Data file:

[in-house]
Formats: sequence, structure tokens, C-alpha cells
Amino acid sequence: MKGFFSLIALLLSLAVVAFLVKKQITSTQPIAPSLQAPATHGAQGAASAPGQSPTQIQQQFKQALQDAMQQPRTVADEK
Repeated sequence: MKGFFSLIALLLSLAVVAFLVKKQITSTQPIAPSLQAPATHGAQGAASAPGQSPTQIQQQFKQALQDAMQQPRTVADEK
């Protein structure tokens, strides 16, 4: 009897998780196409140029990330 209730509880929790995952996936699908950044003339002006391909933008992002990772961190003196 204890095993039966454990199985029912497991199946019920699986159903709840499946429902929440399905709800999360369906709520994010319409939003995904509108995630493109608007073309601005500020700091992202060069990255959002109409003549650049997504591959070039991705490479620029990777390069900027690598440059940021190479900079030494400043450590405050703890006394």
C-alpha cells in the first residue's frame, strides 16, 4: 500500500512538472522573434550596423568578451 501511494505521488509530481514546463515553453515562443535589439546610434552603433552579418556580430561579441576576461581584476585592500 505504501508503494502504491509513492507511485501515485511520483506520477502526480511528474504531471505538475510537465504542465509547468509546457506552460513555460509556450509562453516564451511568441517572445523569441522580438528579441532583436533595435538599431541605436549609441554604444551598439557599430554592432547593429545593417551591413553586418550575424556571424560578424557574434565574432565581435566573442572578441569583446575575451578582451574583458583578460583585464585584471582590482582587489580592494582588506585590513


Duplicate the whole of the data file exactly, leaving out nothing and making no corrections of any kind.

[in-house]
Formats: sequence, structure tokens, C-alpha cells
Amino acid sequence: MKGFFSLIALLLSLAVVAFLVKKQITSTQPIAPSLQAPATHGAQGAASAPGQSPTQIQQQFKQALQDAMQQPRTVADEK
Repeated sequence: MKGFFSLIALLLSLAVVAFLVKKQITSTQPIAPSLQAPATHGAQGAASAPGQSPTQIQQQFKQALQDAMQQPRTVADEK
């Protein structure tokens, strides 16, 4: 009897998780196409140029990330 209730509880929790995952996936699908950044003339002006391909933008992002990772961190003196 204890095993039966454990199985029912497991199946019920699986159903709840499946429902929440399905709800999360369906709520994010319409939003995904509108995630493109608007073309601005500020700091992202060069990255959002109409003549650049997504591959070039991705490479620029990777390069900027690598440059940021190479900079030494400043450590405050703890006394």
C-alpha cells in the first residue's frame, strides 16, 4: 500500500512538472522573434550596423568578451 501511494505521488509530481514546463515553453515562443535589439546610434552603433552579418556580430561579441576576461581584476585592500 505504501508503494502504491509513492507511485501515485511520483506520477502526480511528474504531471505538475510537465504542465509547468509546457506552460513555460509556450509562453516564451511568441517572445523569441522580438528579441532583436533595435538599431541605436549609441554604444551598439557599430554592432547593429545593417551591413553586418550575424556571424560578424557574434565574432565581435566573442572578441569583446575575451578582451574583458583578460583585464585584471582590482582587489580592494582588506585590513